Most Strat's are what I like to call twangy sounding. The Tele has some more warmth but it's no where near a Les Paul or a SG, the pre 1970's SG's had a lot less beef in the body and where easy to flex the neck if you played it with a hard/strong grip. I believe this is why the Les Paul was so much more popular in the long run, the SG is more of a lightly played axe than one you can slam around.

Link to post
Share on other sites
I think what you are thinking about here is the tone/sustain and not the grit of a guitar. The SG (I've owned two over the years) has almost the same sound as a Les Paul it's just that the Les Paul is such a heavy piece of timber that it has much more sustain than a SG. This means that at lower dirt setting's a Les Paul will take longer to start braking up, while at higher dirt setting's it will have a huge tone and long lasting crunch.

Most Strat's are what I like to call twangy sounding. The Tele has some more warmth but it's no where near a Les Paul or a SG, the pre 1970's SG's had a lot less beef in the body and where easy to flex the neck if you played it with a hard/strong grip. I believe this is why the Les Paul was so much more popular in the long run, the SG is more of a lightly played axe than one you can slam around.

wow I've always thought the Strat had the warmer tone and the Tele was twangy :blink::huh:

Link to post
Share on other sites
I think what you are thinking about here is the tone/sustain and not the grit of a guitar. The SG (I've owned two over the years) has almost the same sound as a Les Paul it's just that the Les Paul is such a heavy piece of timber that it has much more sustain than a SG. This means that at lower dirt setting's a Les Paul will take longer to start braking up, while at higher dirt setting's it will have a huge tone and long lasting crunch.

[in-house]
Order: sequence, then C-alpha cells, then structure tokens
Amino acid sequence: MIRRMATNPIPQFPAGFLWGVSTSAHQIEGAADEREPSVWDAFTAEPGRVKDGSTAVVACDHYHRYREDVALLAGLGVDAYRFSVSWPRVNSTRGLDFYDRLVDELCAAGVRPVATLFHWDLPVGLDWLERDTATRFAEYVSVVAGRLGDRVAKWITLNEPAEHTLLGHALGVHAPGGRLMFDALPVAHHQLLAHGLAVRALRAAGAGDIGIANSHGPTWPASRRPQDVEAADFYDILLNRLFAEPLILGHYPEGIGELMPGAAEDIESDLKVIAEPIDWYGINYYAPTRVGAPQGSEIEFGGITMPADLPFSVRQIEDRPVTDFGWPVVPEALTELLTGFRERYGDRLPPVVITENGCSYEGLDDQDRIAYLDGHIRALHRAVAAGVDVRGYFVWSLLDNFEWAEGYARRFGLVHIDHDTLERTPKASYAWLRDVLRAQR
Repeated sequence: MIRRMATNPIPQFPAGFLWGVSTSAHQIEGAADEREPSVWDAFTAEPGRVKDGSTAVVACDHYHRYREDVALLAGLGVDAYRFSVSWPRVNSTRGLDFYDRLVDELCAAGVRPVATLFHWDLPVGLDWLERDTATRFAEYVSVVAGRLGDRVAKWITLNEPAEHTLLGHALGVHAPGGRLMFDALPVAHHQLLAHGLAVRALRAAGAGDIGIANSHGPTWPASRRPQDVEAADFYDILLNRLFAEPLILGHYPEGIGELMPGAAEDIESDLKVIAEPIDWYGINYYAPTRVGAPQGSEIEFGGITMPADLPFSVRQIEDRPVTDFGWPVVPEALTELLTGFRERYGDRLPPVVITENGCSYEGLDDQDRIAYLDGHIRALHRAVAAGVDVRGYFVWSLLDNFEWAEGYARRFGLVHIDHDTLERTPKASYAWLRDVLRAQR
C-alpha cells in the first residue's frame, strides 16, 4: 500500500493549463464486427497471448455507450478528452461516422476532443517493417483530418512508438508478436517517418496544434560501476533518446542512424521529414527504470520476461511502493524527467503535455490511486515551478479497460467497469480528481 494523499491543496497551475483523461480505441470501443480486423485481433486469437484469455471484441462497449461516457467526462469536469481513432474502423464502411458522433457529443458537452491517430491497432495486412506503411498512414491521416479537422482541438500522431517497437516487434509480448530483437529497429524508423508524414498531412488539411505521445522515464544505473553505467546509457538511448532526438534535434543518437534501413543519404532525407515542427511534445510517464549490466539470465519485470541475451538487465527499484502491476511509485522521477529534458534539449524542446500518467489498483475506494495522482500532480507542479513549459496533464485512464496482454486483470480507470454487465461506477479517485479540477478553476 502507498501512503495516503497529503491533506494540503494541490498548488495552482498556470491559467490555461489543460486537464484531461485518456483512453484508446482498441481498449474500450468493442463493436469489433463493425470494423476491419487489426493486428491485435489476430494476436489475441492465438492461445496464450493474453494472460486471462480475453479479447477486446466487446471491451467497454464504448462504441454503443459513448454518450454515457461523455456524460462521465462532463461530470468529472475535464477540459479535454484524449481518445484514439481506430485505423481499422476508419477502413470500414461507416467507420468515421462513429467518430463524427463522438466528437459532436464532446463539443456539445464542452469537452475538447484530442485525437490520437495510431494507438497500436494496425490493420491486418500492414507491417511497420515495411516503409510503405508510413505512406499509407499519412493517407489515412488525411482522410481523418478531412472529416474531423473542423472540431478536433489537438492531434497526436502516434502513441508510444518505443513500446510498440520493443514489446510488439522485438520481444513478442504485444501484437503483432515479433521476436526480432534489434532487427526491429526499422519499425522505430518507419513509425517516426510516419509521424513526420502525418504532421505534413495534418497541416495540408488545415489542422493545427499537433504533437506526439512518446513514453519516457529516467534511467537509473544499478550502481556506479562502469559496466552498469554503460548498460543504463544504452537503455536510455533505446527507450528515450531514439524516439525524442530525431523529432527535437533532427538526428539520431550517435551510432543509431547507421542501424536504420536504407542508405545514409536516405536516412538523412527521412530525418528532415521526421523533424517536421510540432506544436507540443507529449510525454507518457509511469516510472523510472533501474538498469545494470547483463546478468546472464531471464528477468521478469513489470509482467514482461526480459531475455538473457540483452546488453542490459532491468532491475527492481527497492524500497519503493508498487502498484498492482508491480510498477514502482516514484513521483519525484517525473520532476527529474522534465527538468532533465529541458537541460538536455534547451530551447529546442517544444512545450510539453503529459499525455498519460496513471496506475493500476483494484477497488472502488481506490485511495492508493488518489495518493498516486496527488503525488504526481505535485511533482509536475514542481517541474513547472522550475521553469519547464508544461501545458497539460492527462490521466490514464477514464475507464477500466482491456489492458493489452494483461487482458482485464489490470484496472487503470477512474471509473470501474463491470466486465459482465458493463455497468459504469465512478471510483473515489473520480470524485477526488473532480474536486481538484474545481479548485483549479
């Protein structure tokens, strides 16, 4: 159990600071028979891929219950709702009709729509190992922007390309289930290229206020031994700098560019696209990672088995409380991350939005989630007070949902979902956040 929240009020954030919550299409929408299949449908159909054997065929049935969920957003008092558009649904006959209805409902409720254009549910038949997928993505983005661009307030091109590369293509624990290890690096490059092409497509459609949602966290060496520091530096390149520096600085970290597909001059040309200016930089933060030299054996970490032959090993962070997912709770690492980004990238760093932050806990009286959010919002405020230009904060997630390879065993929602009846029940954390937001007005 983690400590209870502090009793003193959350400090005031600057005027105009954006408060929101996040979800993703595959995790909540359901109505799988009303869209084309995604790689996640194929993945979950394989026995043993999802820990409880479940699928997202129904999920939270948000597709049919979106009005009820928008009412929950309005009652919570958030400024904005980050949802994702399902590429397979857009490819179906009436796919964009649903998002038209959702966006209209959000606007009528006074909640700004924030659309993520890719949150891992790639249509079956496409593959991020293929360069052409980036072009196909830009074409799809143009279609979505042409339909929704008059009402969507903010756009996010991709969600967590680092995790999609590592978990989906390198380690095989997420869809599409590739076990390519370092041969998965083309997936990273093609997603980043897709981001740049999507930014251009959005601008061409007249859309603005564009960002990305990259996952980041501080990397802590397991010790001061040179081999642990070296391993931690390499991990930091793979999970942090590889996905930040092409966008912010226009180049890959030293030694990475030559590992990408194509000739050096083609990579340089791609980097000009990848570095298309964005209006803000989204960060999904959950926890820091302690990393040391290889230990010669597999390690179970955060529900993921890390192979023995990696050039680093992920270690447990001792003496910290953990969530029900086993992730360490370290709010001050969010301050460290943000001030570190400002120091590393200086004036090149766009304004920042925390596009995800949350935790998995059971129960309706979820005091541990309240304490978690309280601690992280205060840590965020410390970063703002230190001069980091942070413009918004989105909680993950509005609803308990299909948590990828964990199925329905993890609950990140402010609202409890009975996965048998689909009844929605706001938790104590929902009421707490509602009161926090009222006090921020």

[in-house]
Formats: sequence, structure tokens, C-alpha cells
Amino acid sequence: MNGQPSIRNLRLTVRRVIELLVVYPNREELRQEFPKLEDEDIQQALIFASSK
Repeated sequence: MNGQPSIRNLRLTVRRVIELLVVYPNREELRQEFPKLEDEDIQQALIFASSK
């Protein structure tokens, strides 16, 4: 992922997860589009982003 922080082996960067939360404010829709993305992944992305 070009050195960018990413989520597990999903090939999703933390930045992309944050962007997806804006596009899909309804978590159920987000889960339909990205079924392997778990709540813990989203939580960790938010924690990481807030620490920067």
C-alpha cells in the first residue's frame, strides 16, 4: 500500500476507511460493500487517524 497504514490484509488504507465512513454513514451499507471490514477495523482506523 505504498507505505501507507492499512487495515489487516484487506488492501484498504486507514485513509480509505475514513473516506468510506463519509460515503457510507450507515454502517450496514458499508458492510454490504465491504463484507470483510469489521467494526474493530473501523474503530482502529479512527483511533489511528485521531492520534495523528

Most Strat's are what I like to call twangy sounding. The Tele has some more warmth but it's no where near a Les Paul or a SG, the pre 1970's SG's had a lot less beef in the body and where easy to flex the neck if you played it with a hard/strong grip. I believe this is why the Les Paul was so much more popular in the long run, the SG is more of a lightly played axe than one you can slam around.

wow I've always thought the Strat had the warmer tone and the Tele was twangy :blink::huh:

Link to post
Share on other sites
I think what you are thinking about here is the tone/sustain and not the grit of a guitar. The SG (I've owned two over the years) has almost the same sound as a Les Paul it's just that the Les Paul is such a heavy piece of timber that it has much more sustain than a SG. This means that at lower dirt setting's a Les Paul will take longer to start braking up, while at higher dirt setting's it will have a huge tone and long lasting crunch.

Most Strat's are what I like to call twangy sounding. The Tele has some more warmth but it's no where near a Les Paul or a SG, the pre 1970's SG's had a lot less beef in the body and where easy to flex the neck if you played it with a hard/strong grip. I believe this is why the Les Paul was so much more popular in the long run, the SG is more of a lightly played axe than one you can slam around.

wow I've always thought the Strat had the warmer tone and the Tele was twangy :blink::huh:

Link to post
Share on other sites